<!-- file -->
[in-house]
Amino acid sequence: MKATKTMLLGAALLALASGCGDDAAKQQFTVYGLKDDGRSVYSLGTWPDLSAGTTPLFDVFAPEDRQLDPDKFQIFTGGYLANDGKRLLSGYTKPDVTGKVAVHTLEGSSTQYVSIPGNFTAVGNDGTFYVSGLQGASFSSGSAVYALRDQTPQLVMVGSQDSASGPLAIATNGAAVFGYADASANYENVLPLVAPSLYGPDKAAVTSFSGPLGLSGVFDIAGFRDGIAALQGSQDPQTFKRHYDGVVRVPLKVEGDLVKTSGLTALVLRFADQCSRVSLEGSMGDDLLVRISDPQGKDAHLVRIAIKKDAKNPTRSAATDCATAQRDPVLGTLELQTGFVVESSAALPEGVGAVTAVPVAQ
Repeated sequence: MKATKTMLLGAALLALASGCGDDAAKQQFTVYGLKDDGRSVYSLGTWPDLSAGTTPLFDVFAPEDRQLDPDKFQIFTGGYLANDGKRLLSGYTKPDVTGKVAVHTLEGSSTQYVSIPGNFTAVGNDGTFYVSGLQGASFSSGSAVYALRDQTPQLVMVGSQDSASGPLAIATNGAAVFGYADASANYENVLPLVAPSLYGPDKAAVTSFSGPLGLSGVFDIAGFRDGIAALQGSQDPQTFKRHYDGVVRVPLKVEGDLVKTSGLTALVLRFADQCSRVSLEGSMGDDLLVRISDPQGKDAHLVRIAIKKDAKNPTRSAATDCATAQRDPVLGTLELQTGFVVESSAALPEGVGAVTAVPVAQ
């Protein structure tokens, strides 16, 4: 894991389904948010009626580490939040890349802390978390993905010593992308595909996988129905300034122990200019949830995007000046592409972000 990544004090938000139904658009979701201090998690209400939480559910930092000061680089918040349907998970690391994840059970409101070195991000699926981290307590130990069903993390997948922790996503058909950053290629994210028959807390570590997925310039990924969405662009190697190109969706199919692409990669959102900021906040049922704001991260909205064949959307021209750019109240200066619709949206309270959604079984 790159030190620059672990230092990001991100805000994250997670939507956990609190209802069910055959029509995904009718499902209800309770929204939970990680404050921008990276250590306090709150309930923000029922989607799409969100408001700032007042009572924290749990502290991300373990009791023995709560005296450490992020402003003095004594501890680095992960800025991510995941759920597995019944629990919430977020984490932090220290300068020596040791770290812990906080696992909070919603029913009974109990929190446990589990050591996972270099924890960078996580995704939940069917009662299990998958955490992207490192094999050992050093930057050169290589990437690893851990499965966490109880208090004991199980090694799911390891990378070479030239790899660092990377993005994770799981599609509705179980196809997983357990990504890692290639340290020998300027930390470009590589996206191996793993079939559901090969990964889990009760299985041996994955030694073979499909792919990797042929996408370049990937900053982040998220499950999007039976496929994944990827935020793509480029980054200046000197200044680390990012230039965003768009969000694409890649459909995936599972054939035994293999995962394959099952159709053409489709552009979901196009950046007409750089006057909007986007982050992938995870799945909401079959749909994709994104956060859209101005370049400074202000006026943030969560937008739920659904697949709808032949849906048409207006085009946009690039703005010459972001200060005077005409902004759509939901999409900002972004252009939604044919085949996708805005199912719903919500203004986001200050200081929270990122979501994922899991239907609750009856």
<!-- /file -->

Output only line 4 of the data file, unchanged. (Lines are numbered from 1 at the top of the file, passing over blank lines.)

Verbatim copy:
């Protein structure tokens, strides 16, 4: 894991389904948010009626580490939040890349802390978390993905010593992308595909996988129905300034122990200019949830995007000046592409972000 990544004090938000139904658009979701201090998690209400939480559910930092000061680089918040349907998970690391994840059970409101070195991000699926981290307590130990069903993390997948922790996503058909950053290629994210028959807390570590997925310039990924969405662009190697190109969706199919692409990669959102900021906040049922704001991260909205064949959307021209750019109240200066619709949206309270959604079984 790159030190620059672990230092990001991100805000994250997670939507956990609190209802069910055959029509995904009718499902209800309770929204939970990680404050921008990276250590306090709150309930923000029922989607799409969100408001700032007042009572924290749990502290991300373990009791023995709560005296450490992020402003003095004594501890680095992960800025991510995941759920597995019944629990919430977020984490932090220290300068020596040791770290812990906080696992909070919603029913009974109990929190446990589990050591996972270099924890960078996580995704939940069917009662299990998958955490992207490192094999050992050093930057050169290589990437690893851990499965966490109880208090004991199980090694799911390891990378070479030239790899660092990377993005994770799981599609509705179980196809997983357990990504890692290639340290020998300027930390470009590589996206191996793993079939559901090969990964889990009760299985041996994955030694073979499909792919990797042929996408370049990937900053982040998220499950999007039976496929994944990827935020793509480029980054200046000197200044680390990012230039965003768009969000694409890649459909995936599972054939035994293999995962394959099952159709053409489709552009979901196009950046007409750089006057909007986007982050992938995870799945909401079959749909994709994104956060859209101005370049400074202000006026943030969560937008739920659904697949709808032949849906048409207006085009946009690039703005010459972001200060005077005409902004759509939901999409900002972004252009939604044919085949996708805005199912719903919500203004986001200050200081929270990122979501994922899991239907609750009856």